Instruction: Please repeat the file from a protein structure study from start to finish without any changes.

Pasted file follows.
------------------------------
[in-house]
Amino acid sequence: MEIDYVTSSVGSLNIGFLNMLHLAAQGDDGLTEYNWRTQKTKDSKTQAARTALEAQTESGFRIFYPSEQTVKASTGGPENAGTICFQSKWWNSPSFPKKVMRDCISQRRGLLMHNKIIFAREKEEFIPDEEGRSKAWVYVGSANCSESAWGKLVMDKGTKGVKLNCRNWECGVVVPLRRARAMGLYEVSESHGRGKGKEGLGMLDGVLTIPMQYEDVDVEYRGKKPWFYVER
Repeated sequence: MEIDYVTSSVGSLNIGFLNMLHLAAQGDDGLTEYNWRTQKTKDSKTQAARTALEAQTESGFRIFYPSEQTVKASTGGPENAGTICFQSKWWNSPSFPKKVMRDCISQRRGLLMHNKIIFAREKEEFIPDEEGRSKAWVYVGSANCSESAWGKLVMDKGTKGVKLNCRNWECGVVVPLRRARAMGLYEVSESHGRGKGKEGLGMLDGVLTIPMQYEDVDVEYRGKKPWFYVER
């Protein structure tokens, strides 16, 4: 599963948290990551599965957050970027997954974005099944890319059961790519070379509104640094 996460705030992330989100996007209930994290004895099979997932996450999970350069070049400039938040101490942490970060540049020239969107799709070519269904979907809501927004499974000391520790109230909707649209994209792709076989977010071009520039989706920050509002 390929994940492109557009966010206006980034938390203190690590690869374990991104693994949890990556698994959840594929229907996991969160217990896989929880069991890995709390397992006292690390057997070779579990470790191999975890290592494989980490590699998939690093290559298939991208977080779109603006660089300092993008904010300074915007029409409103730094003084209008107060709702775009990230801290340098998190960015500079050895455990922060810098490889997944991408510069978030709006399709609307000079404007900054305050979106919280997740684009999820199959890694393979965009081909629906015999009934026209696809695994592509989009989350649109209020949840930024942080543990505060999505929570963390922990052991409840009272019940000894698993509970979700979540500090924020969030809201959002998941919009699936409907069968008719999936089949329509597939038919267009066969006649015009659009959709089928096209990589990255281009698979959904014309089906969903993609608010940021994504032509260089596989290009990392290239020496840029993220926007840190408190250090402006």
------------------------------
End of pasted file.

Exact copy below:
[in-house]
Amino acid sequence: MEIDYVTSSVGSLNIGFLNMLHLAAQGDDGLTEYNWRTQKTKDSKTQAARTALEAQTESGFRIFYPSEQTVKASTGGPENAGTICFQSKWWNSPSFPKKVMRDCISQRRGLLMHNKIIFAREKEEFIPDEEGRSKAWVYVGSANCSESAWGKLVMDKGTKGVKLNCRNWECGVVVPLRRARAMGLYEVSESHGRGKGKEGLGMLDGVLTIPMQYEDVDVEYRGKKPWFYVER
Repeated sequence: MEIDYVTSSVGSLNIGFLNMLHLAAQGDDGLTEYNWRTQKTKDSKTQAARTALEAQTESGFRIFYPSEQTVKASTGGPENAGTICFQSKWWNSPSFPKKVMRDCISQRRGLLMHNKIIFAREKEEFIPDEEGRSKAWVYVGSANCSESAWGKLVMDKGTKGVKLNCRNWECGVVVPLRRARAMGLYEVSESHGRGKGKEGLGMLDGVLTIPMQYEDVDVEYRGKKPWFYVER
């Protein structure tokens, strides 16, 4: 599963948290990551599965957050970027997954974005099944890319059961790519070379509104640094 996460705030992330989100996007209930994290004895099979997932996450999970350069070049400039938040101490942490970060540049020239969107799709070519269904979907809501927004499974000391520790109230909707649209994209792709076989977010071009520039989706920050509002 390929994940492109557009966010206006980034938390203190690590690869374990991104693994949890990556698994959840594929229907996991969160217990896989929880069991890995709390397992006292690390057997070779579990470790191999975890290592494989980490590699998939690093290559298939991208977080779109603006660089300092993008904010300074915007029409409103730094003084209008107060709702775009990230801290340098998190960015500079050895455990922060810098490889997944991408510069978030709006399709609307000079404007900054305050979106919280997740684009999820199959890694393979965009081909629906015999009934026209696809695994592509989009989350649109209020949840930024942080543990505060999505929570963390922990052991409840009272019940000894698993509970979700979540500090924020969030809201959002998941919009699936409907069968008719999936089949329509597939038919267009066969006649015009659009959709089928096209990589990255281009698979959904014309089906969903993609608010940021994504032509260089596989290009990392290239020496840029993220926007840190408190250090402006």